CCTV shows van leaving prison with no signs of fugitive under it

Police lock down Richmond Park in hunt for fugitive ‘Iran spy’: Ex-Brit soldier Daniel Khalife, 21, ‘may have burns on his face’ after clinging to underside of van in escape from Wandsworth Prison

  • The former British Army soldier escaped from HMP Wandsworth on Wednesday 

CCTV footage has shown the van which Daniel Khalife clung to in his audacious escape just 200 yards from prison, with no sign of the fugitive terror suspect underneath.

Police chiefs are growing increasingly concerned that the ex-British Army soldier must have planned his audacious jailbreak from HMP Wandsworth as the hunt to track him down continues.

The 21-year-old was described as a ‘model soldier’ with 16 Signal Regiment, whose motto is Find A Way Or Make One.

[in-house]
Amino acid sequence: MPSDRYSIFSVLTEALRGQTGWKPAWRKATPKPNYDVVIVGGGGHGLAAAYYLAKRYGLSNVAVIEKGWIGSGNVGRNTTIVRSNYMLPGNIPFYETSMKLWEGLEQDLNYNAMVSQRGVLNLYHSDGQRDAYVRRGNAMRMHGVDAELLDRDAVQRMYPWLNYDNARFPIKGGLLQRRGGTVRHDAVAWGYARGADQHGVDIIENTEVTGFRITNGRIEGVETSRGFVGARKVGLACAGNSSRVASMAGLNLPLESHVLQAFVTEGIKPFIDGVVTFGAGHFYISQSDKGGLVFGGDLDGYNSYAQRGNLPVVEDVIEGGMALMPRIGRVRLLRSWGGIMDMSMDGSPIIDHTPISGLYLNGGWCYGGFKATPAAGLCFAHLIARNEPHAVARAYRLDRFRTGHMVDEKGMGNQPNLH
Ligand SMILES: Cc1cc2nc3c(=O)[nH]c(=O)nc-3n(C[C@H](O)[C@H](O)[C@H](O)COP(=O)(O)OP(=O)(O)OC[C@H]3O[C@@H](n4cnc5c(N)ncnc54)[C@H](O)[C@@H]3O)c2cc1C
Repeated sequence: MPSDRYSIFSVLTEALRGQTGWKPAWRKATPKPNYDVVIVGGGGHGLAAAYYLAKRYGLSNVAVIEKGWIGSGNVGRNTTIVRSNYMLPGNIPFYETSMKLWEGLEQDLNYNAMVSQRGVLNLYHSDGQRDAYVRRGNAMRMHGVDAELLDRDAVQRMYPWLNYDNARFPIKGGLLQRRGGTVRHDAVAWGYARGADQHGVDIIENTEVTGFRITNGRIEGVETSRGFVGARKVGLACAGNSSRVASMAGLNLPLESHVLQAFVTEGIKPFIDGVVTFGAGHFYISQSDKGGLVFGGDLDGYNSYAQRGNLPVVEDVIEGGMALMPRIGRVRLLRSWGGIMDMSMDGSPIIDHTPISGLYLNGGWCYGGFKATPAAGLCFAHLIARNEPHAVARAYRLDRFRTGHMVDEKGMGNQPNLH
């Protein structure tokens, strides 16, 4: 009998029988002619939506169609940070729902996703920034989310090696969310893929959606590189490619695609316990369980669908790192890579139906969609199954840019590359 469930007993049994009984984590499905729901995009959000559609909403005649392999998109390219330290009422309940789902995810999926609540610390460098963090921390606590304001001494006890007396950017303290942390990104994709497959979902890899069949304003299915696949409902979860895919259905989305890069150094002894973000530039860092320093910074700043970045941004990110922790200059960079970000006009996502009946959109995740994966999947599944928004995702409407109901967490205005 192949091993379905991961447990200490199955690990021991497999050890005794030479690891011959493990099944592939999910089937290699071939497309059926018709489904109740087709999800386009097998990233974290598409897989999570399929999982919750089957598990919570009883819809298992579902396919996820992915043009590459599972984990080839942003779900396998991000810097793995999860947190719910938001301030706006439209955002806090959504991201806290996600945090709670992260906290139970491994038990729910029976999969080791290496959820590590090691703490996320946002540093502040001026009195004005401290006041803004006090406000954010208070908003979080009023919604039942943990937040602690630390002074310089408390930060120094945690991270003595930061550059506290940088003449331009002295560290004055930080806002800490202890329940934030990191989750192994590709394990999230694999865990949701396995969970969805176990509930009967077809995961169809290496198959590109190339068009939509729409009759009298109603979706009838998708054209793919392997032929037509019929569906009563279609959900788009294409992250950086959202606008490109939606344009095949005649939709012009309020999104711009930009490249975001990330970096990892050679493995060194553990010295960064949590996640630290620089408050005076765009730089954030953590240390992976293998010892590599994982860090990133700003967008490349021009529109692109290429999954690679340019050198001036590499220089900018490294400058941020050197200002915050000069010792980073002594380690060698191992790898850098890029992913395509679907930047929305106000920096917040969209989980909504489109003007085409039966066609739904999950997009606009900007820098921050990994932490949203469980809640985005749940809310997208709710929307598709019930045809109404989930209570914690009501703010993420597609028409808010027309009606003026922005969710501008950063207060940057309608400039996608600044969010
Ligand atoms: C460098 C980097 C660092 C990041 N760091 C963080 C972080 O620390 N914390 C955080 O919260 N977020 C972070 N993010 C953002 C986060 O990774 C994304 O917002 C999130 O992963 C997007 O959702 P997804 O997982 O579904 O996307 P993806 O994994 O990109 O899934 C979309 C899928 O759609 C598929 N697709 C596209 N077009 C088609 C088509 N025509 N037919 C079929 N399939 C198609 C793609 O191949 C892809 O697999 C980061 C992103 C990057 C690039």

It come amid claims that he may have strapped himself to the underside of the truck by fashioning straps out of the plastic covering on his cell mattress. 

The search for Khalife, who vanished on Wednesday, stepped up this morning as police were seen scouring Richmond Park amid suggestions he could be using his army training to hide out there.

At the same time, questions continue to grow over how the suspected terrorist, who is alleged to have spied for Iran, was able to flee the Category B prison, where there have long been concerns over security.

CCTV footage has shown the van which Daniel Khalife clung to in his audacious escape just 200 yards from prison, with no sign of the fugitive terror suspect underneath

Daniel Khalife (pictured), a former soldier in the 22 Signal Regiment, was on remand at HMP Wandsworth ahead of his six-week terror trial

An inmate who worked with Khalife in the jail kitchen revealed how they used to joke about jumping in a delivery lorry and driving off.